When I adopted my daughter in 1992, my greatest wish was to bring joy and happiness into the life of a small child. Joy filled my heart as I traveled to meet her and I believed that, with love, anything is possible. Little did I know the pain and suffering that her little heart, body and soul had already suffered.
Six years later we have finally found the help my little girl needs to begin to deal with the neglect, abuse and sorrow she endured during those early years. How could one small child have so much anger that she would lash out and try to injure the one person in the world who loves her more than life itself? She displayed so much hostility toward me that I began to believe that I was not worthy of her love.
A “Good Mother”
I tried everything to prepare myself to be a “good mother”; my background as an educator had given me years of experience working with children. Before the adoption, I read parenting books including those addressing adoption issues. During the first six years, I read more books, consulted a medical doctor, a neurologist, a play therapist, and a psychologist. In 1995 the neurologist diagnosed her as “Attention Deficit Hyperactive Disorder, Combined,” and she began play therapy and a series of medications, some of which helped as least temporarily. However, they continually increased dosages and added new medications, as nothing had lasting effects.
I was becoming more convinced that it was not her problem, but mine. I felt that if I was a better mother, I could make her happier and she would not “hate” me. In 1997 the psychologist diagnosed her as “Reactive Attachment Disorder”; we spent three months in traditional therapy. I presumed I had an understanding of the problem, and I was convinced for a short time that she just needed to know how much I loved her. The more I loved her and the closer I tried to get to her, the more aggressive she became. I was often the recipient of emotional and violent outbursts; however, I now realize the anger that consumed her body was not her fault or mine.
Few people knew the anger that existed in our home or the pain we suffered physically and emotionally. Even fewer would have suspected that this little girl could not love me or anyone else. The neglect and abuse that my daughter suffered during her early years threatened to destroy not only her life, but mine.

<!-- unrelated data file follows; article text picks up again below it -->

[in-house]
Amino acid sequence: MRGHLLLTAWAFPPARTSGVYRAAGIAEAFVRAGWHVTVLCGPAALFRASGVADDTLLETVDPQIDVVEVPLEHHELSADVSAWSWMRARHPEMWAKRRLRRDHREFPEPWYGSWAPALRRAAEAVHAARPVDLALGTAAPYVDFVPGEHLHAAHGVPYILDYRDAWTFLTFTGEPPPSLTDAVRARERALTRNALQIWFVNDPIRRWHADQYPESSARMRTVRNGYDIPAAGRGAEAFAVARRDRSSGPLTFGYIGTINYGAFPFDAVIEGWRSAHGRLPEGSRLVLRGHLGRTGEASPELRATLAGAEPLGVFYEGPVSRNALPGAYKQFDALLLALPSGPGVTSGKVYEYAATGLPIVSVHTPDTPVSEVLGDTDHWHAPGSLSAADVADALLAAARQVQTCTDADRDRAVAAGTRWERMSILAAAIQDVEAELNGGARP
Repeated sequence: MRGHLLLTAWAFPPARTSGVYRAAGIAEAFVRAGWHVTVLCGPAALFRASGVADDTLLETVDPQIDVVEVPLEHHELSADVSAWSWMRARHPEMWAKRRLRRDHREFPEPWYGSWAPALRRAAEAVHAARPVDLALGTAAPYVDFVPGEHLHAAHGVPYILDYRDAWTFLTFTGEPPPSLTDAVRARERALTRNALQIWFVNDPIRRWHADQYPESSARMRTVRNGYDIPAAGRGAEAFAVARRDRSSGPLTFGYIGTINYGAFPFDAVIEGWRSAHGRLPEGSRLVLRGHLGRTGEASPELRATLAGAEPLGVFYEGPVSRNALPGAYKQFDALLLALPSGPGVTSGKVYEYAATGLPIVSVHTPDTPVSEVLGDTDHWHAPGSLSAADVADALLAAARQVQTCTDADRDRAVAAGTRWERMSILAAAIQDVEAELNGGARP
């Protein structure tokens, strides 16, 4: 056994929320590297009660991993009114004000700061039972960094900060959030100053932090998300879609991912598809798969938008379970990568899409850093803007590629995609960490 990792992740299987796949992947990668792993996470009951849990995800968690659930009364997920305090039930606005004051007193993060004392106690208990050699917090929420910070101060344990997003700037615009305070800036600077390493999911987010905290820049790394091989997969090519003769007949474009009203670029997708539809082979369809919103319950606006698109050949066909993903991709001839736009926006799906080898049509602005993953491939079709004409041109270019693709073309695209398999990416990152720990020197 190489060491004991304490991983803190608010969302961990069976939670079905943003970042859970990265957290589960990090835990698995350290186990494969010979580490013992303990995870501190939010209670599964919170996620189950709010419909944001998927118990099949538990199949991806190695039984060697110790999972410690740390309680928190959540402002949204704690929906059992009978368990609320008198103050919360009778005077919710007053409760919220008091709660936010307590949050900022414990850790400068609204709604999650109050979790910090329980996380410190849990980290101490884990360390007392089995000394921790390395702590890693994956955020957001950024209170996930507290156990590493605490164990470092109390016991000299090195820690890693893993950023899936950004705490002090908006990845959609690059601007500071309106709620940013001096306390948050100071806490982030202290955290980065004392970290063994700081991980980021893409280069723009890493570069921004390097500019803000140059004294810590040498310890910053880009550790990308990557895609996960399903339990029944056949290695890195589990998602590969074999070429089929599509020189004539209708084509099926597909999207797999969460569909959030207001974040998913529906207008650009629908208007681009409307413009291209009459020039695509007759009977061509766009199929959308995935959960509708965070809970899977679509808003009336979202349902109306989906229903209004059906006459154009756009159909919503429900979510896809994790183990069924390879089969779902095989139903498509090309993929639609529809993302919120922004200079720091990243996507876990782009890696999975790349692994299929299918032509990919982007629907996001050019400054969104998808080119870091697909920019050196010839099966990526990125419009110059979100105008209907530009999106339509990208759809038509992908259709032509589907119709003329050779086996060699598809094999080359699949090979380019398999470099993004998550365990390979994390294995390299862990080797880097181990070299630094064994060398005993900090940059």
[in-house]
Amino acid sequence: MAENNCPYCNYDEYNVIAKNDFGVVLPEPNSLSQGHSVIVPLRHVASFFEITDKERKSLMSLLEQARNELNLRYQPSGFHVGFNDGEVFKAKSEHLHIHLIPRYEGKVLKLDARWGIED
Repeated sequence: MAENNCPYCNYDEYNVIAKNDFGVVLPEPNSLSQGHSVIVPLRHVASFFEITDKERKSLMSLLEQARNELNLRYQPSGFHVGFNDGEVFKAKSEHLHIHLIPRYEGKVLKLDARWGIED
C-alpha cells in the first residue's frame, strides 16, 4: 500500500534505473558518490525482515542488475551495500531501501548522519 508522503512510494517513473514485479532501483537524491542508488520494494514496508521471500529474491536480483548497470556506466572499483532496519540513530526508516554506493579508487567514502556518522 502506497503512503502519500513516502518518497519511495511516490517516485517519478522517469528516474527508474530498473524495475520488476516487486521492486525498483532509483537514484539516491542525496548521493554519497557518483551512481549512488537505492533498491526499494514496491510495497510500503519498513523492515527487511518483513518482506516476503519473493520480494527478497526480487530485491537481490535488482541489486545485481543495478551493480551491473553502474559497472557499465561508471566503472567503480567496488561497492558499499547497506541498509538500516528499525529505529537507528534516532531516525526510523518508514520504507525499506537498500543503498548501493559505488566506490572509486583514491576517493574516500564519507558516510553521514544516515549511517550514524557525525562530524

Approximately six weeks ago I felt as if I had lost the battle of my life. I have been rowing up the river as hard and as fast as I could for six years, while my daughter has been rowing toward the falls with all of her strength. I had fought the current and her efforts to the point of physical and emotional exhaustion. I found us going over the falls, there was no way out, and I could not see beyond the chasm that was to be our death.
Today my daughter laid in my lap, looked up at me and said “Mommy, I love you.” For the first time I truly believe she understands and means those words. Sure, we have work to do, and rough water to forge. However, we have made it over the falls and are paddling down the river it not in harmony, at least not in opposite directions.
At Niagara Falls,
At Niagara Falls, they tell of the miracle that saved a small child who plunged over the falls. I believe that a miracle has also touched my daughter and me. God sends us miracles when we need them the most, and He provides the agents by which those miracles are available. As I felt we had surely hit the bottom of the falls, the expertise of two professionals and a loving therapeutic foster home touched us. With their power my daughter has began a long road toward recovery, and I am learning how to parent a child with reactive attachment disorder.
One month ago we began intensive holding therapy. The path has been rough for both of us; there were times I was not sure if I could deal with the deepest pain of my child. The ear shattering cries and screams tore into my heart as I realized just how much pain she endured. Yet the reward of having the precious child I love lay in my lap and lovingly return a smile has convinced me that we are now on the right path. The strength of the professionals has given me the courage to continue and to look for the little things that show my daughter is making progress toward our goals. I have been empowered to take control of my home and know that we can both be safe. My goals for her seem very simple: I want her to be happy and healthy. How long that will take, I cannot guess. All I know is without the therapy; our family could not have survived the plunge over those devastating falls.